Israel's mental health system has entered a period of transition. A major reform in the provision of mental health services is in the process of being implemented. The main targets of the reform are: a) the proper allocation of resources between hospital and community and, consequently, the shift of focus from inpatient care toward community care; and b) the inclusion of mental health services in the insurance coverage of general health. The reform mirrors developments in the treatment and care of people with mental disorders, but is intended also to deal with the severe budgetary shortages common to health delivery systems all over the world, requesting more efficient and effective provision of care.

Historical Overview

Historically, the development of the mental health system has been based on a nationwide network of psychiatric hospitals established in the early years of the state. This was perhaps the only possible and immediate response to the problem created by the large number of people with mental disorders who arrived with the mass immigration, many of them Holocaust survivors. Providing immediate shelter became an urgent policy issue, while the process of developing a community care system was secondary (Aviram 1981).
The focus on hospital treatment was also influenced by the then prevailing medical model approach and orientation toward curative medicine with an emphasis on acute states. Consequently, there was a reluctance to deal with rehabilitation and supportive care of people with chronic disorders. Most of the latter ultimately ended up in institutions, which were similar to boarding houses. The increase in beds reached its peak in the late '60s and '70s (2.4 beds per 1000 population). In the '80s, the bed rates gradually started to decline following the community-oriented reorganization of the mental health services in the '70s, which called for the delivery of comprehensive mental health services in geographically defined catchment areas (Tramer 1975). This reorganization was undoubtedly influenced by the American model of community mental health centers. Several community mental health centers were established (Miller 1977). This development was followed in the eighties by the implementation of several rehabilitation projects (Levy & Davidson 1988).

Inpatient Care

Psychiatric inpatient care is provided in psychiatric hospitals and psychiatric units in general hospitals. The latter comprise only about 3.5 percent of the total number of psychiatric beds, compared to 20 percent in the US (Witkin et al 1998). During the last 15 years, in spite of a substantial increase in the general population, the number of patient facilities, as well as the number of psychiatric beds has declined. The rate of beds decreased to 0.84 beds per 1000. The main reduction was in long-term-care beds. However, Israel does not have a significant problem with homelessness even among the more severe mentally ill patients, partly also because of the preparedness of hospitals to extend inpatient care until community accommodation is found.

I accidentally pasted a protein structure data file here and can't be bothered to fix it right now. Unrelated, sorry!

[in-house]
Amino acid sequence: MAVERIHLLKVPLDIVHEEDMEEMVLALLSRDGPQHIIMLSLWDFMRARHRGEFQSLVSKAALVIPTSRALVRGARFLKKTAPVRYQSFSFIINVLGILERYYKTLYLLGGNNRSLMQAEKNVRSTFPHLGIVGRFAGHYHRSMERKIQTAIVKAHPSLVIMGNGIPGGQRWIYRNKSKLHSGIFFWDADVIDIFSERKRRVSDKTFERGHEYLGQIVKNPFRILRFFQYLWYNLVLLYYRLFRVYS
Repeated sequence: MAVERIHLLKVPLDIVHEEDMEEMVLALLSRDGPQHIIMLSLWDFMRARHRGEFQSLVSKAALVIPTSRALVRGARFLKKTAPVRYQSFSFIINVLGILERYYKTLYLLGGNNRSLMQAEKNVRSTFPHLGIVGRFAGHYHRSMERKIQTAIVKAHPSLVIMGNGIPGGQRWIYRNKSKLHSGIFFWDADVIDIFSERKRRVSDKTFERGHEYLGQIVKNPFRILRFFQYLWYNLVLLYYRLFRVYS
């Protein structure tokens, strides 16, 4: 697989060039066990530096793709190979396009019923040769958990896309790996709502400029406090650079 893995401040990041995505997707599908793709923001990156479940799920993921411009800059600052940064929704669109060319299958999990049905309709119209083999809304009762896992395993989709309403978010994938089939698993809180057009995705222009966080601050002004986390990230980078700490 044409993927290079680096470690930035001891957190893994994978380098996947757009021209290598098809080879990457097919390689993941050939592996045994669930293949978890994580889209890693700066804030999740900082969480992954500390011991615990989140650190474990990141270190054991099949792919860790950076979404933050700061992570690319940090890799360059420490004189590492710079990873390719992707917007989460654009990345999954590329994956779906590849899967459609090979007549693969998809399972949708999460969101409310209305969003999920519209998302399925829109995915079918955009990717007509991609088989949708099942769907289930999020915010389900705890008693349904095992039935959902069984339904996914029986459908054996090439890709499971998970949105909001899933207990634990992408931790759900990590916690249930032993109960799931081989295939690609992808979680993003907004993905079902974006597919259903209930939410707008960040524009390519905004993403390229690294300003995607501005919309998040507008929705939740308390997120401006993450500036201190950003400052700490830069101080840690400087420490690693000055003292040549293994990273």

Outpatient Services

Israel has a fairly impressive public outpatient mental health service system. The estimated rate of outpatients in care per year of the ambulatory mental health services is 19 per 1000 population, the rate of outpatient visits is 180 per 1000. This means that, on average, an outpatient makes about 10 visits a year (Levinson et al 1996). Outpatient services provide medication and discussion therapies (Lerner et al 1993, 1996), but are not as active in linking patients with community resources as in the case management model. A gradual increase in the number of new referrals was observed during the years 1998-2001 (Mental Health in Israel - Statistical Annual 2002), partly as a result of the terrorism acts to which the Israeli population has been exposed (Landau 2003).
This was already preceded by a previous increase in demand during the '90s, following the mass emigration from the former Soviet Union (almost 900,000 immigrants). These immigrants not only created a quantitative increase in demand, they created new challenges for the services, coming from a different cultural background and having language difficulties (Zilber & Lerner 1996).
Another issue of concern is the discrepancy in the utilization of outpatient services between children and adults. Although children (not including the 0-4 age group, who do not use these services) make up 25 percent of the total population, their representation among the outpatients is only 12 percent (Lerner 2000). It seems the needs of this population are unmet. There are also discrepancies in the provision of services between the peripheral areas in the north and south of the country compared to the center. There also exist unmet needs in the predominantly Arab communities because of understaffed services. The national fight against addiction, including promotional and preventive activities, is under the responsibility of an autonomous council. However, the services, such as methadone supply are under the Ministry of Health and are buttressed by the welfare system, but are still insufficient.